By the same authors

From the same journal

Macrophages in gene therapy: cellular delivery vehicles and in vivo targets

Research output: Contribution to journalLiterature review

Author(s)

Department/unit(s)

Publication details

JournalJournal of leukocyte biology
DatePublished - Sep 2002
Issue number3
Volume72
Number of pages12
Pages (from-to)417-428
Original languageEnglish

Abstract

The appearance and activation of macrophages are thought to be rapid events in the development of many pathological lesions, including malignant tumors, atherosclerotic plaques, and arthritic joints. This has prompted recent attempts to use macrophages as novel cellular vehicles for gene therapy, in which macrophages are genetically modified ex vivo and then reintroduced into the body with the hope that a proportion will then home to the diseased site. Here, we critically review the efficacy of various gene transfer methods (viral, bacterial, protozoan, and various chemical and physical methods) in transfecting macrophages in vitro, and the results obtained when transfected macrophages are used as gene delivery vehicles. Finally, we discuss the use. of various viral and nonviral methods to transfer genes to macrophages in vivo. As will be seen, definitive evidence for the use of macrophages as gene transfer vehicles has yet to be provided and awaits detailed trafficking studies in vivo. Moreover, although methods for transfecting macrophages have improved considerably in efficiency in recent years, targeting of gene transfer specifically to macrophages in vivo remains a problem. However, possible solutions to this include Placing transgenes under the control of macrophage-specific promoters to limit expression to macrophages or stably transfecting CD34(+) precursors of monocytes-macrophages and then differentiating these cells into monocytes/macrophages ex vivo. The latter approach could conceivably lead to the bone marrow precursor cells of patients with inherited genetic disorders being permanently fortified or even replaced with genetically modified cells.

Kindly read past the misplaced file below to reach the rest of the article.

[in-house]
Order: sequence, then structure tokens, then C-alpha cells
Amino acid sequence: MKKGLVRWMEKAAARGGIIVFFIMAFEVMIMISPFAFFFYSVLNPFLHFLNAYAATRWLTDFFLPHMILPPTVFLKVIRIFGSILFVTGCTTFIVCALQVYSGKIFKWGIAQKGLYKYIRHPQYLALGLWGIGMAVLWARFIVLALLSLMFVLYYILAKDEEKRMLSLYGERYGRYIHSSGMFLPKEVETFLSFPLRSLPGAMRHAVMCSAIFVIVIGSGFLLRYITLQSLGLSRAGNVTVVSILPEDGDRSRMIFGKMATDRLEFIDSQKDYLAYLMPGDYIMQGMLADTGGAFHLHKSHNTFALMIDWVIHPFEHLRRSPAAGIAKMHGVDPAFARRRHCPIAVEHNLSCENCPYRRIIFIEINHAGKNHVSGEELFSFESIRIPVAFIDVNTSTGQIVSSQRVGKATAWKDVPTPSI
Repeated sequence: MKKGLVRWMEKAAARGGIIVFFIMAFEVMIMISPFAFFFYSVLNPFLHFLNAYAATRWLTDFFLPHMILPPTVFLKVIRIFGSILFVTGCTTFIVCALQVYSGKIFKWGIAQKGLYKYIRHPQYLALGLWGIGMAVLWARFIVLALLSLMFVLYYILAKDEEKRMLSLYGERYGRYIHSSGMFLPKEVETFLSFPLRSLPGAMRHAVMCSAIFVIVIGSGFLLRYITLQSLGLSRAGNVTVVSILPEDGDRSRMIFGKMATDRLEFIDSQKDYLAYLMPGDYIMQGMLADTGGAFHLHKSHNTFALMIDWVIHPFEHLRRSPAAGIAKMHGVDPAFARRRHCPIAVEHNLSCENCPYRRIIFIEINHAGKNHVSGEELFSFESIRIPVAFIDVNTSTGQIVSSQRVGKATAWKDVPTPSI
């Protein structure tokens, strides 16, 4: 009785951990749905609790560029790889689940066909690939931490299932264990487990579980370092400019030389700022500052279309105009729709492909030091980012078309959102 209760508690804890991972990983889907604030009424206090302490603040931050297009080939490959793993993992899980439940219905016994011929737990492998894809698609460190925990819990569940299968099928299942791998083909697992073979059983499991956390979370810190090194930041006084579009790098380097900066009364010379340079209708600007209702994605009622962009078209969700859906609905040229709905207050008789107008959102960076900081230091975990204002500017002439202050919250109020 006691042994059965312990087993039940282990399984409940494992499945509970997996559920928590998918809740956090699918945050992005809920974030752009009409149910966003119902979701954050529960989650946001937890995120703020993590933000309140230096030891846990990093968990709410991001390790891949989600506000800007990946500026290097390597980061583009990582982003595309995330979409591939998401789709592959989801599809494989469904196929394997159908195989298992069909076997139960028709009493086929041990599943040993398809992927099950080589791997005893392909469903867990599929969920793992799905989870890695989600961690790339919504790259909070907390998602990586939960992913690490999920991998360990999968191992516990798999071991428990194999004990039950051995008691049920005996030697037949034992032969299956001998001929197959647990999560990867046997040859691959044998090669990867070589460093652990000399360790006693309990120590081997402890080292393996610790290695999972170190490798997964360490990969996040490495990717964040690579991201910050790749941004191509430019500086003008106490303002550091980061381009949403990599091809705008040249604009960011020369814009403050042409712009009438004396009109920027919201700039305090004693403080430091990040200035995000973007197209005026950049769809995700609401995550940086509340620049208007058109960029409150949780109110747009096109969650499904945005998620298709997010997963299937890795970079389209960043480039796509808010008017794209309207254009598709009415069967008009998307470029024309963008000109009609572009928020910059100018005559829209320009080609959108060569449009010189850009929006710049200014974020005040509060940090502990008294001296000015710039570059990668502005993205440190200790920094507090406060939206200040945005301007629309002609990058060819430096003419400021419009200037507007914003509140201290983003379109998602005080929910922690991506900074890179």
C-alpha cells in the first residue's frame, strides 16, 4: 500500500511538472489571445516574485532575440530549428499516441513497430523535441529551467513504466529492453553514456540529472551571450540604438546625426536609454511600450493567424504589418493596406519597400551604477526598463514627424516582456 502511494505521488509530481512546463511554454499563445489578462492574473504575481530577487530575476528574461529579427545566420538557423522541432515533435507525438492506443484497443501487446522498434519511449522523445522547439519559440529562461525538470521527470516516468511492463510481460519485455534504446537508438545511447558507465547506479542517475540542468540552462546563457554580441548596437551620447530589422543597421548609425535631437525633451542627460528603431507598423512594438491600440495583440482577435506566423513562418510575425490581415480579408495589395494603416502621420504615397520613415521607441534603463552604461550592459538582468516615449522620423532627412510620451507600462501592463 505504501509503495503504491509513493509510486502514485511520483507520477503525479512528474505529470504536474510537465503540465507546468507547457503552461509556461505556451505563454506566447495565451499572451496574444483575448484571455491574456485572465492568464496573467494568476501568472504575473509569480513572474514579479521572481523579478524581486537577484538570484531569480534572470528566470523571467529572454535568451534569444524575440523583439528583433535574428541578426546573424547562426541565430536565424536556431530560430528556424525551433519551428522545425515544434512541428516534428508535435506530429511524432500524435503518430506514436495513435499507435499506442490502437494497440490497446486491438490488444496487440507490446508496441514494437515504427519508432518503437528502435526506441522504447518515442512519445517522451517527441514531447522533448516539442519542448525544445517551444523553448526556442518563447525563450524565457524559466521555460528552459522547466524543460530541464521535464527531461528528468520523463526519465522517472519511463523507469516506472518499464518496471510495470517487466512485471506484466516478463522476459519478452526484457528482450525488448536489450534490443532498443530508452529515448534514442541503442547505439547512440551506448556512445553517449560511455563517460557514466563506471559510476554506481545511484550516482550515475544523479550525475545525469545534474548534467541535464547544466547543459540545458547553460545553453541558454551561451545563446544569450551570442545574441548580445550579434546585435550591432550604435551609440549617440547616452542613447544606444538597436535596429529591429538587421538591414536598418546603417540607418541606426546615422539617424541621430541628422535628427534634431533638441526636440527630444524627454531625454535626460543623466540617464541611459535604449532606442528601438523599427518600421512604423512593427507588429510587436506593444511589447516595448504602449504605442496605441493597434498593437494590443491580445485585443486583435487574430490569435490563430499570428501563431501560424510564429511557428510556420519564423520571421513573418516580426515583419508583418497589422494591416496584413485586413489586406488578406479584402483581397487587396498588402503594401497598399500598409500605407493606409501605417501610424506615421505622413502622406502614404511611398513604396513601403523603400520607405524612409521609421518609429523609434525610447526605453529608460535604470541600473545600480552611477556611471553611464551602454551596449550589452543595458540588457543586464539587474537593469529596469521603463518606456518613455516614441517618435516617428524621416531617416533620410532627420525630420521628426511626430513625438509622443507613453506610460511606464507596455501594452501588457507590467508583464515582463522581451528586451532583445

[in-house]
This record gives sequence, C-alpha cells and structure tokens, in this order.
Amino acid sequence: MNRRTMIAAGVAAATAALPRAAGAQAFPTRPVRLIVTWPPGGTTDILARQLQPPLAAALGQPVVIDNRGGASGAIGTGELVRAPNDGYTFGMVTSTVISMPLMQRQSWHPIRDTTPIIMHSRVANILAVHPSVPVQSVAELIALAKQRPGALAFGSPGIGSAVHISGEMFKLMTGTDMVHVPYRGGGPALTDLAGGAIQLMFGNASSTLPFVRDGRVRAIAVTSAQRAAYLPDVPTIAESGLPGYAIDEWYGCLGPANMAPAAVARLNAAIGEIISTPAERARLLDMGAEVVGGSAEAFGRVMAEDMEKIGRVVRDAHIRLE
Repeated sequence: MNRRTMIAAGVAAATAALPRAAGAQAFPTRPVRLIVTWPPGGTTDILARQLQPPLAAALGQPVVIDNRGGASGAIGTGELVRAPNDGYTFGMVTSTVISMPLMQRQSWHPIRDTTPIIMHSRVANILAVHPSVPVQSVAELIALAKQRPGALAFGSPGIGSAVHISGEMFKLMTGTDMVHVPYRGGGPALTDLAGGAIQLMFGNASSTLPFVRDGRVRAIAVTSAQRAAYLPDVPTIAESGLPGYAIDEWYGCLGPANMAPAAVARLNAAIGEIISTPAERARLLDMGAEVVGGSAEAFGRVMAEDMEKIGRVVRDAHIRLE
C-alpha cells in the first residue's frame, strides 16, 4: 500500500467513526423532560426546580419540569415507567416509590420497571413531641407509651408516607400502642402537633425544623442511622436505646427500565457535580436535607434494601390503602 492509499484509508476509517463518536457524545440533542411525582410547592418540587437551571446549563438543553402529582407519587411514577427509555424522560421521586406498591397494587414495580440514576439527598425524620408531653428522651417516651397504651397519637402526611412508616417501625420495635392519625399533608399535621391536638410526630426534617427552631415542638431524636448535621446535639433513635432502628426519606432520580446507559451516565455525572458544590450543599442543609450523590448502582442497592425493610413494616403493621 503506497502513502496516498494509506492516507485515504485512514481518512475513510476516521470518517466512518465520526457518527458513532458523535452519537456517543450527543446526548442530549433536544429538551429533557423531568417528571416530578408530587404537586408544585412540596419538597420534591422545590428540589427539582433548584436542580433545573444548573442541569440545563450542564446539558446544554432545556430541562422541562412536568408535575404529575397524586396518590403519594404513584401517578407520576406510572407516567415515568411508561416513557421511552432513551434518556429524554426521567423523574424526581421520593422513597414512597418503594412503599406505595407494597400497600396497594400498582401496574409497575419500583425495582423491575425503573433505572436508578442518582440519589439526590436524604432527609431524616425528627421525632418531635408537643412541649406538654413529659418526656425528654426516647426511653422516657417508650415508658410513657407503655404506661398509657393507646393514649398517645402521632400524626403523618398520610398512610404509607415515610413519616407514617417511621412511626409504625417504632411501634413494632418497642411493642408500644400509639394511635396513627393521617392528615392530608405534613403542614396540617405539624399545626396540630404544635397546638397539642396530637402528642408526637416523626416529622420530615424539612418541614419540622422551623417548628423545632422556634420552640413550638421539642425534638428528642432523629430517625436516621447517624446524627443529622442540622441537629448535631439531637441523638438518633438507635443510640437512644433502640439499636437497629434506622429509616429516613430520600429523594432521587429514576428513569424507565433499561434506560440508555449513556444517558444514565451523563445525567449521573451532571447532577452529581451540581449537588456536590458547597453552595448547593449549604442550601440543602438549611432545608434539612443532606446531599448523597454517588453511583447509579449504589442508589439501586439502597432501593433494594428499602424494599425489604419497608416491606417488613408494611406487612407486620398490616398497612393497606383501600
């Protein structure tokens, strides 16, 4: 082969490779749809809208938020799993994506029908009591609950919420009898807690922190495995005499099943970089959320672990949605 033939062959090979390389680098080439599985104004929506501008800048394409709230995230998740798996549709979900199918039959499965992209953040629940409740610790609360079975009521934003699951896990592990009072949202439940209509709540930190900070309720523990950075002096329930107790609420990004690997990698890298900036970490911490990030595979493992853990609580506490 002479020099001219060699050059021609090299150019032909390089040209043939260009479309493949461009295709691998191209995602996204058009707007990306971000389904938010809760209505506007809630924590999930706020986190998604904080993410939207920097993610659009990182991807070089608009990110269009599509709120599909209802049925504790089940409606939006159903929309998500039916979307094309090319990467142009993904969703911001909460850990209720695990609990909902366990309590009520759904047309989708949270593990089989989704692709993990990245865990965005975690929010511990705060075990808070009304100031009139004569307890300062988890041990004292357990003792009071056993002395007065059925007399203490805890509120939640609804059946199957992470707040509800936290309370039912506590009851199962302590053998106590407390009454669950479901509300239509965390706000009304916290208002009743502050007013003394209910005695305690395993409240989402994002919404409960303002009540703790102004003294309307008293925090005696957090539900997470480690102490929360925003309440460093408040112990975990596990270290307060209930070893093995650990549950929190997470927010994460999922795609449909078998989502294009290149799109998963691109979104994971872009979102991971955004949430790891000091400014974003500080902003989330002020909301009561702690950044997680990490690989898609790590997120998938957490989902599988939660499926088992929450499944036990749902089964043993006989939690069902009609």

Research areas

  • vector, adoptive immunotherapy, transfection, homing, transcriptional targeting, MONOCYTE-DERIVED MACROPHAGES, CHRONIC GRANULOMATOUS-DISEASE, HEMATOPOIETIC STEM-CELLS, TUMOR-NECROSIS-FACTOR, IN-VIVO, DENDRITIC CELLS, IFN-GAMMA, ADOPTIVE IMMUNOTHERAPY, KUPFFER CELLS, INTRAVENOUS-INJECTION

Discover related content

Find related publications, people, projects, datasets and more using interactive charts.

View graph of relations